Its been such a busy couple of months that I haven’t had a chance to update my blog. The most important day for me was the long overdue Unveiling of the Bomber Command Memorial in Green Park on June 28.
As you may remember in my previous post here, a Memorial was being constructed in Green Park to commemorate the 55,573 young men of Bomber Command who were lost during World War 2 and who, until now, had not been recognised or officially remembered or thanked by the country and the government in any form, be it campaign medal or monument or even in Churchill’s victory speech, a betrayal that stills rankles with many. 28 June was the day that they, the veterans and their families had been waiting for, for over 67 years, when finally they were given the recognition they had been denied for so long. It proved to be a day that most would remember for the rest of their lives.
Having been one of the wettest Junes on record, everyone was praying that it would at least be dry. As it turned out, it was a day of non stop sunshine and really high temperatures. I think words were had with the weather gods by those that never came home .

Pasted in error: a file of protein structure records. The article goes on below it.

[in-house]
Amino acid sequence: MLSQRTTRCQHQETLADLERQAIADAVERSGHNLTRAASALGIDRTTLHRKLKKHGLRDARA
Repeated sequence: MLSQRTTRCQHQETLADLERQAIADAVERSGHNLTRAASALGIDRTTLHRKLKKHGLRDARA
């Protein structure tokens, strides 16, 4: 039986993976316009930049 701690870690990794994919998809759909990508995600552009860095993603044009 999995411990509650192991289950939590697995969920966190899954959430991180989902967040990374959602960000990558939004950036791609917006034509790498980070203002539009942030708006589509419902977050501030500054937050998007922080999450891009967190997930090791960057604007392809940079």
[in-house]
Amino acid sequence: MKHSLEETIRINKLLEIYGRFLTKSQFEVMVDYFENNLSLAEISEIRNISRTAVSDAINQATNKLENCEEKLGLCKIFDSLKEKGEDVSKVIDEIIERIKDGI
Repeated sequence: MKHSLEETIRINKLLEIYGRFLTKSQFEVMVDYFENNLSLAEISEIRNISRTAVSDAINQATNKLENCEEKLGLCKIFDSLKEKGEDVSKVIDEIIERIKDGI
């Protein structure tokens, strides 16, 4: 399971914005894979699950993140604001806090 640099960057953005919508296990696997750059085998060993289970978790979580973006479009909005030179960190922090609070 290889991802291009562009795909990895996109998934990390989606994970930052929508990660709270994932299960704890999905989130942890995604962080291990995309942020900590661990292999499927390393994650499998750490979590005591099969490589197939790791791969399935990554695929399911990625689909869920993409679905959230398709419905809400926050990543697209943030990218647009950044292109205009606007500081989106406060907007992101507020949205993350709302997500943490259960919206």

Arriving at Green Park about 10am with my brother and boyfriend, I met up with a friend to hand over his tickets and then we made our way to the Salute Area, along with thousands of other families who were remembering their relatives. Although I had applied for tickets in the main Memorial Area directly in front of the Memorial and the area where HM the Queen would unveil the bronze statue of the Lancaster bomber crew, erected in the middle of the Memorial, I hadn’t been successful in the draw and had tickets in the larger Salute Area instead, where we were able to watch everything unfold on a large screen. Entertainment was laid on as well. Singers such as Jane MacDonald, childrens’ choirs, male choirs and so on, compared by Carol Vordemann. There was also the opportunity to have a dedication to your relatives displayed on the large screen, by sending a text & making a donation.
I met up with my cousins who had also come to remember our uncle and I also met, for the first time, the nephew of the rear gunner of my uncle’s plane whom I’d managed to trace only a couple of months previously. As you can imagine, it was a very emotional time all round. My cousins gave me a gift that their mother had given them to give to me, something that belonged to my uncle and that she had kept for all these years. I was in tears as you can imagine.